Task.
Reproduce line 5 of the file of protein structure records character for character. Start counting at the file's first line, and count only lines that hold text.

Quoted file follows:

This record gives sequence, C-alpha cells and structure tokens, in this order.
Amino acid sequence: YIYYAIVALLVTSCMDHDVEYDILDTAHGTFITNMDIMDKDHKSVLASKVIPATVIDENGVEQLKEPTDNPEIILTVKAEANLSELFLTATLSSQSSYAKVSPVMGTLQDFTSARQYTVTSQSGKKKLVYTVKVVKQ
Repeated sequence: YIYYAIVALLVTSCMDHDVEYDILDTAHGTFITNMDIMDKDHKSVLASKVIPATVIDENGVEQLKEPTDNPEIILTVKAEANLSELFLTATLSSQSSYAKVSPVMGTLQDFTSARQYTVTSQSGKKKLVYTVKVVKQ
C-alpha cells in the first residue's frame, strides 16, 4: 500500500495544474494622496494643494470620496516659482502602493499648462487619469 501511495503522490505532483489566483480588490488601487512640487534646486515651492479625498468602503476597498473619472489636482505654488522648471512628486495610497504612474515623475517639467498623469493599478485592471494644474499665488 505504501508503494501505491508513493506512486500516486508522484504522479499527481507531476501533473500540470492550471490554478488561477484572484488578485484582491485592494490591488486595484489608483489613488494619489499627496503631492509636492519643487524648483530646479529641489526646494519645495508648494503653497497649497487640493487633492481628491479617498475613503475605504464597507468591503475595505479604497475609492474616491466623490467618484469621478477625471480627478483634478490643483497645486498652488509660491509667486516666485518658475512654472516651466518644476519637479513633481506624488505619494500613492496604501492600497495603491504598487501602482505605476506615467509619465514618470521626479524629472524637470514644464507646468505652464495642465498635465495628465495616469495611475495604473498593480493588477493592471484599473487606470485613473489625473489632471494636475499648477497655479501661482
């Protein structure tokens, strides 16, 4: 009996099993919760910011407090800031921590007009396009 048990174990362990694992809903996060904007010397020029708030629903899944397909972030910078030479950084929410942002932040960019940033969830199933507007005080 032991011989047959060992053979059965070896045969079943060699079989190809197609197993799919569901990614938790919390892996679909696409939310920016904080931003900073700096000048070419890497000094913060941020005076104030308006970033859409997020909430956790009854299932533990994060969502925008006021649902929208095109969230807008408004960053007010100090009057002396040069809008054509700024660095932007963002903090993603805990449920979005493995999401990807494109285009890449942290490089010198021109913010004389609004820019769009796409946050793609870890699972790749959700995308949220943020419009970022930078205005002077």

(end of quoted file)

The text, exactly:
């Protein structure tokens, strides 16, 4: 009996099993919760910011407090800031921590007009396009 048990174990362990694992809903996060904007010397020029708030629903899944397909972030910078030479950084929410942002932040960019940033969830199933507007005080 032991011989047959060992053979059965070896045969079943060699079989190809197609197993799919569901990614938790919390892996679909696409939310920016904080931003900073700096000048070419890497000094913060941020005076104030308006970033859409997020909430956790009854299932533990994060969502925008006021649902929208095109969230807008408004960053007010100090009057002396040069809008054509700024660095932007963002903090993603805990449920979005493995999401990807494109285009890449942290490089010198021109913010004389609004820019769009796409946050793609870890699972790749959700995308949220943020419009970022930078205005002077």